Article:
Episode 17: A New Era


Teti and Kagemni: Dynasty VI

The Vizier Kagmeni, from his tomb at Saqqara.
The Vizier Kagmeni, from his tomb at Saqqara (Source: Wikipedia).

Unas has passed to the afterlife with gusto. His daughter marries an outsider, Teti, who becomes the new King of Upper and Lower Egypt. For historians, this kind of shift in lineage is a good point to mark the beginning of the Sixth Dynasty.

A new literary genre also reaches maturation: Didactic Literature conveys teachings and instructions for future generations.

Two classic works emerge in quick succession, the Maxims of the Vizier Ptah-hotep and the Instructions for the Vizer Kagemni.




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The Pyramid of Teti, seen from the North-East (Source: Memphis Tours)


The burial chamber and enormous sarcophagus of Teti, at Saqqara (Source: the author, 2013).


The Pyramid Texts which adorn the walls of Teti’s burial chamber (Source: the author, 2013).


The Sole Companion Ihy, a noble before his offering table, on a tomb built next to Teti’s pyramid (Source: the author, 2013).


Naguib Kanawait (et al.) The Teti Cemetery at Saqqara, Multiple Volumes.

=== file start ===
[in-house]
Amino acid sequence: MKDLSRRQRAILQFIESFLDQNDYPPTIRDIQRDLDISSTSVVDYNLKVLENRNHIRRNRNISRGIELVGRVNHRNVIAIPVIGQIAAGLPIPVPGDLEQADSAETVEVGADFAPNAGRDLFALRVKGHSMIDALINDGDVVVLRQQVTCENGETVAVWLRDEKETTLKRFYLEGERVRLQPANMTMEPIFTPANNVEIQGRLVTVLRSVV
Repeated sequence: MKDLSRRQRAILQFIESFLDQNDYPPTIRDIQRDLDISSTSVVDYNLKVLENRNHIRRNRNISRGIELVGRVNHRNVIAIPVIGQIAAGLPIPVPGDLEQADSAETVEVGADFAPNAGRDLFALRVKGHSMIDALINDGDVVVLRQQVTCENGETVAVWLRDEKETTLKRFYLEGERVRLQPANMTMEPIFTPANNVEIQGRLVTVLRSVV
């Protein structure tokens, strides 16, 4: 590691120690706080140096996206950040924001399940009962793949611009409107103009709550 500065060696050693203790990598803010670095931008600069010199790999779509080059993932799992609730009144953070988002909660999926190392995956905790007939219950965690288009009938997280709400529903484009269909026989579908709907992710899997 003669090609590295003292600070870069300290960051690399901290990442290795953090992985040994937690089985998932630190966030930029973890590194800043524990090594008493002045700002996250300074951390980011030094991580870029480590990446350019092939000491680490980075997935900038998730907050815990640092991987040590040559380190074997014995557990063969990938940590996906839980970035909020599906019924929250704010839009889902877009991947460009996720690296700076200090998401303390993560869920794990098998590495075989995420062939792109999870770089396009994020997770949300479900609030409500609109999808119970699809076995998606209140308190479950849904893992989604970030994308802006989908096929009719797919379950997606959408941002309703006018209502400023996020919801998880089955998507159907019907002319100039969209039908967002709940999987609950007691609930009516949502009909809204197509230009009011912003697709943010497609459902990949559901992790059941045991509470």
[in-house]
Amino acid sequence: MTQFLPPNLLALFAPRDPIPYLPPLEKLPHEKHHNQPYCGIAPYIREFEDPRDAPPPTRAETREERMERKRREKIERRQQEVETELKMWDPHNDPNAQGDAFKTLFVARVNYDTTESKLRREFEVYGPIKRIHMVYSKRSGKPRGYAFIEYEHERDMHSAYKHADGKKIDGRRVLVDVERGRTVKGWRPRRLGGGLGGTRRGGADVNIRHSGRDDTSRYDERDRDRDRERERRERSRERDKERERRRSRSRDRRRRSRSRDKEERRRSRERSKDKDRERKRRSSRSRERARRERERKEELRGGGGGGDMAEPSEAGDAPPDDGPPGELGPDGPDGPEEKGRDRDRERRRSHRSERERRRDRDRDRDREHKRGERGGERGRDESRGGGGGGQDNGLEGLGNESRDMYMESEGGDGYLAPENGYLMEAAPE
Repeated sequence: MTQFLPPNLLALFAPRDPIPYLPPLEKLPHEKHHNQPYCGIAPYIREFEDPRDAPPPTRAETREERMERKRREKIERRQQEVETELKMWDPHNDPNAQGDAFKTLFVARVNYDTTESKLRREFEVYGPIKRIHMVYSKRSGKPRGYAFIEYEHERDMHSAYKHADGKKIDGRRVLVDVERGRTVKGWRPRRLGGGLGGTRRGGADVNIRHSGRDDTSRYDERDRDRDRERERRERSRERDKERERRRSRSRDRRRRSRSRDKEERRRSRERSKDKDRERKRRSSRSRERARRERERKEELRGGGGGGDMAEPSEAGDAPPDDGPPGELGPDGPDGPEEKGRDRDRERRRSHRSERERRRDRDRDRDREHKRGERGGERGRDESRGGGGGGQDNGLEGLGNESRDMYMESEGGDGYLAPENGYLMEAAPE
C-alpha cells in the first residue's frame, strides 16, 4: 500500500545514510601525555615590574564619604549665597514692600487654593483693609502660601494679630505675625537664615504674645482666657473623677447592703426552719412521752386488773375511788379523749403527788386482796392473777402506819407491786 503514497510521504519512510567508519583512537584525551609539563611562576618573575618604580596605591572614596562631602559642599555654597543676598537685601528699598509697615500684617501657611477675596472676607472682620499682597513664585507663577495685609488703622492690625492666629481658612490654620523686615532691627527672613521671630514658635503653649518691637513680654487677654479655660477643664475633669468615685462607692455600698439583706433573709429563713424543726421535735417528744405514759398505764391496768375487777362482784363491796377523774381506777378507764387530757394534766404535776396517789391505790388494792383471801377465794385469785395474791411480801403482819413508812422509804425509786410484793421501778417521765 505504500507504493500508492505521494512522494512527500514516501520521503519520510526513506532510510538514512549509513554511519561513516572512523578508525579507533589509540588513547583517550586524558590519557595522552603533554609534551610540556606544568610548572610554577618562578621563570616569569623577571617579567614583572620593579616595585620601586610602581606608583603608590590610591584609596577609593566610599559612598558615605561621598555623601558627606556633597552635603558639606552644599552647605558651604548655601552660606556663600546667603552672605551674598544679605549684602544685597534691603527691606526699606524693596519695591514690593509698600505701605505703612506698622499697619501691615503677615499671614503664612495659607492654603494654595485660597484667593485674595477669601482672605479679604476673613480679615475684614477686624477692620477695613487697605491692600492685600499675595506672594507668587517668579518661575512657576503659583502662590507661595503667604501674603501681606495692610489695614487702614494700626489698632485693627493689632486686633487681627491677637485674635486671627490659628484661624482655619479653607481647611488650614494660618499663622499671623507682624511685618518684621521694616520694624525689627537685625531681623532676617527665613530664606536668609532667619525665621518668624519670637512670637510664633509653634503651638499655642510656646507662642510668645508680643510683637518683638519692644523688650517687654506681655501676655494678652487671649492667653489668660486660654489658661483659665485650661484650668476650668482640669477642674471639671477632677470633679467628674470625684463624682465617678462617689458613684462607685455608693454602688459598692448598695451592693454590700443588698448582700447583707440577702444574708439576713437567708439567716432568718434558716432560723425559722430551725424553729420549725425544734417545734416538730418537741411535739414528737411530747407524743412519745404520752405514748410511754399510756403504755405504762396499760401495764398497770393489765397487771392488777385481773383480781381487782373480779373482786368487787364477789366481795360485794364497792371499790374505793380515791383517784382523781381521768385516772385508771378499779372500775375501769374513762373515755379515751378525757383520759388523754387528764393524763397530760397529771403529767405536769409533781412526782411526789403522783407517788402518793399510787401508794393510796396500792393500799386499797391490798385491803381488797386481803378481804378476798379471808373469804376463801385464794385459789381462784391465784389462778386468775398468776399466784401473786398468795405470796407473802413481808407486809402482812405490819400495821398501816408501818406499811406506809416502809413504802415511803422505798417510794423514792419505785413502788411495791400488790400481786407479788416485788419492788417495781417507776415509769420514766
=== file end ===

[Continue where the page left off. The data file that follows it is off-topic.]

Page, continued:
Naguib Kanawati, Conspiracies in the Egyptian Palace, 2011.

Miriam Lichtheim, Ancient Egyptian Literature Volume I: The Old and Middle Kingdoms, 1973 (2006 paperback edition).

Nigel Strudwick, Texts from the Pyramid Age, 2005 (Google Books).

William Kelly Simpson (editor), The Literature of Ancient Egypt, 2003.

2 Comments Add yours

  1. I really like this Ptah-hotep, but at some point I started thinking…
    All this wonderful wisdom, it was from and for the elites.
    The commoners had access to all this thinking? All these values were also shared by the broad society? It was encouraged, they followed?

    1. DominicPerry says:

      Hi Panino,
      We’re not sure. Realistically, this stuff would have spread. Anyone memorising the maxims could share them around, and “elite” are not necessarily consumed *only* by elites. Some of this was clearly directed at “up-and-comers.” So…maybe?

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